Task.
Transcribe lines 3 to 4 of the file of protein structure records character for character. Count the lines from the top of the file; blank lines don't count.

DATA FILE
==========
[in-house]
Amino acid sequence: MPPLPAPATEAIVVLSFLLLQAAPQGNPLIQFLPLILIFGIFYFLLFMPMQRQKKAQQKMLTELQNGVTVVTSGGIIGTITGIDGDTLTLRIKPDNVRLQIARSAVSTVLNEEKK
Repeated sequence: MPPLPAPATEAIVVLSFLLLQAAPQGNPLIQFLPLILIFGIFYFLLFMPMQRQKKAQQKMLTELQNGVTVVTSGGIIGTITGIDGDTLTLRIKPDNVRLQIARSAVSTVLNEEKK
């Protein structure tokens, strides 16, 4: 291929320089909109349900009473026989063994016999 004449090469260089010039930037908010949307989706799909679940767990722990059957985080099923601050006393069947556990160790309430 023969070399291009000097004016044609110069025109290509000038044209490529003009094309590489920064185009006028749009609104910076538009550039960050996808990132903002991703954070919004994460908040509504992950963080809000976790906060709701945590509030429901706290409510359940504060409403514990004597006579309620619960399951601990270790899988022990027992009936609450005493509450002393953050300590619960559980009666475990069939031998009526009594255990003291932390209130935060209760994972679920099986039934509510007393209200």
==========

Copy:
Repeated sequence: MPPLPAPATEAIVVLSFLLLQAAPQGNPLIQFLPLILIFGIFYFLLFMPMQRQKKAQQKMLTELQNGVTVVTSGGIIGTITGIDGDTLTLRIKPDNVRLQIARSAVSTVLNEEKK
């Protein structure tokens, strides 16, 4: 291929320089909109349900009473026989063994016999 004449090469260089010039930037908010949307989706799909679940767990722990059957985080099923601050006393069947556990160790309430 023969070399291009000097004016044609110069025109290509000038044209490529003009094309590489920064185009006028749009609104910076538009550039960050996808990132903002991703954070919004994460908040509504992950963080809000976790906060709701945590509030429901706290409510359940504060409403514990004597006579309620619960399951601990270790899988022990027992009936609450005493509450002393953050300590619960559980009666475990069939031998009526009594255990003291932390209130935060209760994972679920099986039934509510007393209200």